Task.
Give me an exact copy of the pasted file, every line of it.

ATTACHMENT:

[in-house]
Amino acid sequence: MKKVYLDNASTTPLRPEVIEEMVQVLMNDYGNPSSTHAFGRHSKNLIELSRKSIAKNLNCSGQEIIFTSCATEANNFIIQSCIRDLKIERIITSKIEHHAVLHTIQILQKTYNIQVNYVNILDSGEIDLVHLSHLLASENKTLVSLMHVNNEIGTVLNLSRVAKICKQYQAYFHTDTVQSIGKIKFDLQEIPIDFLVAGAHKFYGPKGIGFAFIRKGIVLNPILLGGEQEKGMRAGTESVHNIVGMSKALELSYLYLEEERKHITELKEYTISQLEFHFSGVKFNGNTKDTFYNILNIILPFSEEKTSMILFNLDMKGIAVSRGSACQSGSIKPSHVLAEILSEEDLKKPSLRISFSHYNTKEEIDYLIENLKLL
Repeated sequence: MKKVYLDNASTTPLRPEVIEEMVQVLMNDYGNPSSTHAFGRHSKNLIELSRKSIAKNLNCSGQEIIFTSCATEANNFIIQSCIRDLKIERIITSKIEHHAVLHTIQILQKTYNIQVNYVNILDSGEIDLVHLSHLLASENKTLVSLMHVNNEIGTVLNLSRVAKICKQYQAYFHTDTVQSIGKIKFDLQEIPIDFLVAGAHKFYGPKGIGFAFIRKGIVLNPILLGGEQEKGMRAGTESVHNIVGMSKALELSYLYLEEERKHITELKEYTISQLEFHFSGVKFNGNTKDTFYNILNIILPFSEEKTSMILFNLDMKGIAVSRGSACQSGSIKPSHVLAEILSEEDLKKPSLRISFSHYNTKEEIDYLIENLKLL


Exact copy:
[in-house]
Amino acid sequence: MKKVYLDNASTTPLRPEVIEEMVQVLMNDYGNPSSTHAFGRHSKNLIELSRKSIAKNLNCSGQEIIFTSCATEANNFIIQSCIRDLKIERIITSKIEHHAVLHTIQILQKTYNIQVNYVNILDSGEIDLVHLSHLLASENKTLVSLMHVNNEIGTVLNLSRVAKICKQYQAYFHTDTVQSIGKIKFDLQEIPIDFLVAGAHKFYGPKGIGFAFIRKGIVLNPILLGGEQEKGMRAGTESVHNIVGMSKALELSYLYLEEERKHITELKEYTISQLEFHFSGVKFNGNTKDTFYNILNIILPFSEEKTSMILFNLDMKGIAVSRGSACQSGSIKPSHVLAEILSEEDLKKPSLRISFSHYNTKEEIDYLIENLKLL
Repeated sequence: MKKVYLDNASTTPLRPEVIEEMVQVLMNDYGNPSSTHAFGRHSKNLIELSRKSIAKNLNCSGQEIIFTSCATEANNFIIQSCIRDLKIERIITSKIEHHAVLHTIQILQKTYNIQVNYVNILDSGEIDLVHLSHLLASENKTLVSLMHVNNEIGTVLNLSRVAKICKQYQAYFHTDTVQSIGKIKFDLQEIPIDFLVAGAHKFYGPKGIGFAFIRKGIVLNPILLGGEQEKGMRAGTESVHNIVGMSKALELSYLYLEEERKHITELKEYTISQLEFHFSGVKFNGNTKDTFYNILNIILPFSEEKTSMILFNLDMKGIAVSRGSACQSGSIKPSHVLAEILSEEDLKKPSLRISFSHYNTKEEIDYLIENLKLL